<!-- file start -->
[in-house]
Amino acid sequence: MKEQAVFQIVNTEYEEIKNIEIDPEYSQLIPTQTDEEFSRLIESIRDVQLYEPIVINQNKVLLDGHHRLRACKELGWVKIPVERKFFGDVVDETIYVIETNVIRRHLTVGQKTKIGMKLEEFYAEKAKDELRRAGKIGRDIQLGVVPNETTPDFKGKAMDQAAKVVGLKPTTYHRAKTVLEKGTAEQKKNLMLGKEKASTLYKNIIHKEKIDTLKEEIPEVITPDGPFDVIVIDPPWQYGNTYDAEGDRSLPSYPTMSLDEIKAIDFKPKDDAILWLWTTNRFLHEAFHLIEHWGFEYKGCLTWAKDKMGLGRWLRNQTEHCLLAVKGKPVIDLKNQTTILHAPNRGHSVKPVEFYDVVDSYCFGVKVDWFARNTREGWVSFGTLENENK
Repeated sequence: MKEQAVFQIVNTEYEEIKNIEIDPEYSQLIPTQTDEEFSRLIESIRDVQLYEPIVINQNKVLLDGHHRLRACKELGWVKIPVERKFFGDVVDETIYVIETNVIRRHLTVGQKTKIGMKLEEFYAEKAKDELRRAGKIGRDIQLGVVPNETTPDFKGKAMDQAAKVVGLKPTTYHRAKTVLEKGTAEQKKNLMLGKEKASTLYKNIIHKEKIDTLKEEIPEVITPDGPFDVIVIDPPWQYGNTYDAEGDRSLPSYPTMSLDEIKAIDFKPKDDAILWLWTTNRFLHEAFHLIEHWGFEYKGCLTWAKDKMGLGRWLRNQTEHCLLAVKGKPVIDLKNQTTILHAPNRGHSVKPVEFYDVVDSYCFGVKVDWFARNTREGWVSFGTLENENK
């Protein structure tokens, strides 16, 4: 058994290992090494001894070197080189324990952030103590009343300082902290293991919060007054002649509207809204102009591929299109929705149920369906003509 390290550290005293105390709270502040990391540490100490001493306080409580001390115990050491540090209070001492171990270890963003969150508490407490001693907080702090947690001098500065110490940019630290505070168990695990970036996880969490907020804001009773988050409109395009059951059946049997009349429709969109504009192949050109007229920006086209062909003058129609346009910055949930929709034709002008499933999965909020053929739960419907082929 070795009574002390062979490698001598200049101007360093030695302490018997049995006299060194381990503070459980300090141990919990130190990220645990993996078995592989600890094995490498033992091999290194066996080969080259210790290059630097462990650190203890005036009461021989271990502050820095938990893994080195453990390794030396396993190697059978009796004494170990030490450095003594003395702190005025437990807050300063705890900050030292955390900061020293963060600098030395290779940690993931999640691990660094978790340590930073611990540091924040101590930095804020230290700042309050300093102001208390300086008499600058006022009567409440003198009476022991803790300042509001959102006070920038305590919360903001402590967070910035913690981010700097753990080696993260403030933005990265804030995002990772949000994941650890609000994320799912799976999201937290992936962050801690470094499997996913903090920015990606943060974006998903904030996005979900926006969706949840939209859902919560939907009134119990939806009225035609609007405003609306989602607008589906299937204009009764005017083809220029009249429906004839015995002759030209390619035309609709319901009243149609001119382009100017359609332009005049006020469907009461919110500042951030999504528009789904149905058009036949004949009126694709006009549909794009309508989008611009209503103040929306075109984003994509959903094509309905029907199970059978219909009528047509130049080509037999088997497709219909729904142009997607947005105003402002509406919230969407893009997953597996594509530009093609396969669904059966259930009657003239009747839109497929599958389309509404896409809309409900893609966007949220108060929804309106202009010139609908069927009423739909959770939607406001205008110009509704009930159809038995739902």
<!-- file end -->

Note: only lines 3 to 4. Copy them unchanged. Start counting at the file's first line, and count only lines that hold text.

Repeated sequence: MKEQAVFQIVNTEYEEIKNIEIDPEYSQLIPTQTDEEFSRLIESIRDVQLYEPIVINQNKVLLDGHHRLRACKELGWVKIPVERKFFGDVVDETIYVIETNVIRRHLTVGQKTKIGMKLEEFYAEKAKDELRRAGKIGRDIQLGVVPNETTPDFKGKAMDQAAKVVGLKPTTYHRAKTVLEKGTAEQKKNLMLGKEKASTLYKNIIHKEKIDTLKEEIPEVITPDGPFDVIVIDPPWQYGNTYDAEGDRSLPSYPTMSLDEIKAIDFKPKDDAILWLWTTNRFLHEAFHLIEHWGFEYKGCLTWAKDKMGLGRWLRNQTEHCLLAVKGKPVIDLKNQTTILHAPNRGHSVKPVEFYDVVDSYCFGVKVDWFARNTREGWVSFGTLENENK
């Protein structure tokens, strides 16, 4: 058994290992090494001894070197080189324990952030103590009343300082902290293991919060007054002649509207809204102009591929299109929705149920369906003509 390290550290005293105390709270502040990391540490100490001493306080409580001390115990050491540090209070001492171990270890963003969150508490407490001693907080702090947690001098500065110490940019630290505070168990695990970036996880969490907020804001009773988050409109395009059951059946049997009349429709969109504009192949050109007229920006086209062909003058129609346009910055949930929709034709002008499933999965909020053929739960419907082929 070795009574002390062979490698001598200049101007360093030695302490018997049995006299060194381990503070459980300090141990919990130190990220645990993996078995592989600890094995490498033992091999290194066996080969080259210790290059630097462990650190203890005036009461021989271990502050820095938990893994080195453990390794030396396993190697059978009796004494170990030490450095003594003395702190005025437990807050300063705890900050030292955390900061020293963060600098030395290779940690993931999640691990660094978790340590930073611990540091924040101590930095804020230290700042309050300093102001208390300086008499600058006022009567409440003198009476022991803790300042509001959102006070920038305590919360903001402590967070910035913690981010700097753990080696993260403030933005990265804030995002990772949000994941650890609000994320799912799976999201937290992936962050801690470094499997996913903090920015990606943060974006998903904030996005979900926006969706949840939209859902919560939907009134119990939806009225035609609007405003609306989602607008589906299937204009009764005017083809220029009249429906004839015995002759030209390619035309609709319901009243149609001119382009100017359609332009005049006020469907009461919110500042951030999504528009789904149905058009036949004949009126694709006009549909794009309508989008611009209503103040929306075109984003994509959903094509309905029907199970059978219909009528047509130049080509037999088997497709219909729904142009997607947005105003402002509406919230969407893009997953597996594509530009093609396969669904059966259930009657003239009747839109497929599958389309509404896409809309409900893609966007949220108060929804309106202009010139609908069927009423739909959770939607406001205008110009509704009930159809038995739902």